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The Brown-Vialetto-Van Laere and Fazio Londe syndrome revisited: natural history, genetics, treatment and future perspectives

Overview of attention for article published in Orphanet Journal of Rare Diseases, January 2012
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About this Attention Score

  • In the top 25% of all research outputs scored by Altmetric
  • High Attention Score compared to outputs of the same age (91st percentile)
  • High Attention Score compared to outputs of the same age and source (96th percentile)

Mentioned by

blogs
1 blog
twitter
6 tweeters
facebook
2 Facebook pages
wikipedia
3 Wikipedia pages

Citations

dimensions_citation
101 Dimensions

Readers on

mendeley
115 Mendeley
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Title
The Brown-Vialetto-Van Laere and Fazio Londe syndrome revisited: natural history, genetics, treatment and future perspectives
Published in
Orphanet Journal of Rare Diseases, January 2012
DOI 10.1186/1750-1172-7-83
Pubmed ID
Authors

Annet M Bosch, Kevin Stroek, Nico G Abeling, Hans R Waterham, Lodewijk IJlst, Ronald JA Wanders

Abstract

The Brown-Vialetto-Van Laere syndrome is a rare neurological disorder which may present at all ages with sensorineural deafness, bulbar palsy and respiratory compromise. Fazio-Londe syndrome is considered to be the same disease entity. Recently it was demonstrated that in some patients the disease is caused by mutations in the SLC52A3 gene which encodes the intestinal (hRFT2) riboflavin transporter. In these patients riboflavin deficiency is the cause of the BVVL/FL syndrome and supplementation of riboflavin proved a life saving treatment. Mutations in the SLC52A2 gene and the SLC52A1 (GPR172B) gene, coding for human riboflavin transporters hRFT3 and hRFT1 have been associated with the BVVL syndrome as well. We performed a review of the literature, with emphasis on the natural history and the effects of treatment in these patients. A total of 35 publications were traced reporting on the clinical presentation of 74 patients who presented before age 18. The most prevalent symptoms were bulbar palsy, hearing loss, facial weakness and respiratory compromise. Death was reported in 28 of the 61 untreated patients, with a very low survival in patients presenting before age 4. All 13 patients who were treated with riboflavin survived, with a strong clinical improvement after days to months of treatment in eight patients. Three patients demonstrated a stable clinical course and treatment was stopped early in two patients. Abnormalities in plasma flavin levels and/or plasma acylcarnitine profiles were observed in some but not in all patients, and also patients with normal plasma flavin levels and acylcarnitine profiles demonstrated a striking clinical improvement on riboflavin supplementation. It is now clear that proper diagnosis requires mutation analysis of all three transporter genes and treatment should be started immediately without first awaiting results of molecular analysis. Clinical improvement may be rapid or gradual over a period of more than 12 months.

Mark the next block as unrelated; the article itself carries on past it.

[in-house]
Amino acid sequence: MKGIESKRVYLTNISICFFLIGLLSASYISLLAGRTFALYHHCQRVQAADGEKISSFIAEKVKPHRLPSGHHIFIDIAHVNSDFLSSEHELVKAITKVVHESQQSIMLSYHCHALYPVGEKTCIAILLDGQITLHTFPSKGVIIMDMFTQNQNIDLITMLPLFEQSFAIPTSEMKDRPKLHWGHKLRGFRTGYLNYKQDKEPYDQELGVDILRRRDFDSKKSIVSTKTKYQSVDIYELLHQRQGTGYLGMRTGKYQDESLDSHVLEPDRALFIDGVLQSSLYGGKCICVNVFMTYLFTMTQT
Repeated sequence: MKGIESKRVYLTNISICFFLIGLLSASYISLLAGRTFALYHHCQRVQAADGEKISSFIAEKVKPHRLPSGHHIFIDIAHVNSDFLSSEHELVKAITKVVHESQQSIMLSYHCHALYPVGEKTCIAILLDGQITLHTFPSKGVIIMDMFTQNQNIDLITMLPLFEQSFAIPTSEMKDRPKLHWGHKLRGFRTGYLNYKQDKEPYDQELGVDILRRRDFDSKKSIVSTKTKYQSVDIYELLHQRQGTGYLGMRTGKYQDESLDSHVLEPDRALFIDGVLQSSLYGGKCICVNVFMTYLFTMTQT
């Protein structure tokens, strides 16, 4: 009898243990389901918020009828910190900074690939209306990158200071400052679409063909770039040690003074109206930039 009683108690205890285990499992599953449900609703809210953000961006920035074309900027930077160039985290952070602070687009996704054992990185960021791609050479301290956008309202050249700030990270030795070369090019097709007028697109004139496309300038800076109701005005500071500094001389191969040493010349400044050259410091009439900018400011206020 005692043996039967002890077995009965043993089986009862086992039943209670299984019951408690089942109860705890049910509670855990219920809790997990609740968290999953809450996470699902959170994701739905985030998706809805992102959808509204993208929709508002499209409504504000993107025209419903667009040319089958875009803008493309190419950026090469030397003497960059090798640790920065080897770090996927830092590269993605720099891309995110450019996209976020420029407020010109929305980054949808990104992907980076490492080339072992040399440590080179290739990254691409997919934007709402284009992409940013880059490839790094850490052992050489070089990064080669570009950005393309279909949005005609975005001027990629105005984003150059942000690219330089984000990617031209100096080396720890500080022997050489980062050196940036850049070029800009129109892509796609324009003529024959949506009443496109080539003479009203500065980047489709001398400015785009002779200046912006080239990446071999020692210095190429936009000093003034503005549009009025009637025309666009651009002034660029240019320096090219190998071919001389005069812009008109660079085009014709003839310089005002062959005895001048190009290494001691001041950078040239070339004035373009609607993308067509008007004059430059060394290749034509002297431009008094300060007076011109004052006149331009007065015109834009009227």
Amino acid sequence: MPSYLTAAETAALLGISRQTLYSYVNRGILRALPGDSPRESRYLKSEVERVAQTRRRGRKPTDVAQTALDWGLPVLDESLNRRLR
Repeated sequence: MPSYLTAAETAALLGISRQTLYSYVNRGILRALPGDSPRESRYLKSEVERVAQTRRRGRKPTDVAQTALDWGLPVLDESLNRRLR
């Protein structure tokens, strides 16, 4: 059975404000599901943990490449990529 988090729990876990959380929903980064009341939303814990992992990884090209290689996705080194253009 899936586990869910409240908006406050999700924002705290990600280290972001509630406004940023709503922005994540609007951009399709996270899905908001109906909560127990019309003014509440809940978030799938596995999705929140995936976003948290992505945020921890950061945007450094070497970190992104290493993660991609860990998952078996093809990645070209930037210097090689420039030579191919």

Twitter Demographics

The data shown below were collected from the profiles of 6 tweeters who shared this research output. Click here to find out more about how the information was compiled.

Mendeley readers

The data shown below were compiled from readership statistics for 115 Mendeley readers of this research output. Click here to see the associated Mendeley record.

Geographical breakdown

Country Count As %
Japan 1 <1%
United Kingdom 1 <1%
Brazil 1 <1%
Unknown 112 97%

Demographic breakdown

Readers by professional status Count As %
Student > Bachelor 17 15%
Student > Master 14 12%
Student > Postgraduate 13 11%
Other 10 9%
Researcher 10 9%
Other 31 27%
Unknown 20 17%
Readers by discipline Count As %
Medicine and Dentistry 46 40%
Biochemistry, Genetics and Molecular Biology 14 12%
Neuroscience 10 9%
Agricultural and Biological Sciences 8 7%
Nursing and Health Professions 5 4%
Other 6 5%
Unknown 26 23%

Attention Score in Context

This research output has an Altmetric Attention Score of 15. This is our high-level measure of the quality and quantity of online attention that it has received. This Attention Score, as well as the ranking and number of research outputs shown below, was calculated when the research output was last mentioned on 26 February 2021.
All research outputs
#1,826,869
of 20,375,306 outputs
Outputs from Orphanet Journal of Rare Diseases
#201
of 2,248 outputs
Outputs of similar age
#14,076
of 173,922 outputs
Outputs of similar age from Orphanet Journal of Rare Diseases
#3
of 58 outputs
Altmetric has tracked 20,375,306 research outputs across all sources so far. Compared to these this one has done particularly well and is in the 91st percentile: it's in the top 10% of all research outputs ever tracked by Altmetric.
So far Altmetric has tracked 2,248 research outputs from this source. They typically receive a little more attention than average, with a mean Attention Score of 7.3. This one has done particularly well, scoring higher than 90% of its peers.
Older research outputs will score higher simply because they've had more time to accumulate mentions. To account for age we can compare this Altmetric Attention Score to the 173,922 tracked outputs that were published within six weeks on either side of this one in any source. This one has done particularly well, scoring higher than 91% of its contemporaries.
We're also able to compare this research output to 58 others from the same source and published within six weeks on either side of this one. This one has done particularly well, scoring higher than 96% of its contemporaries.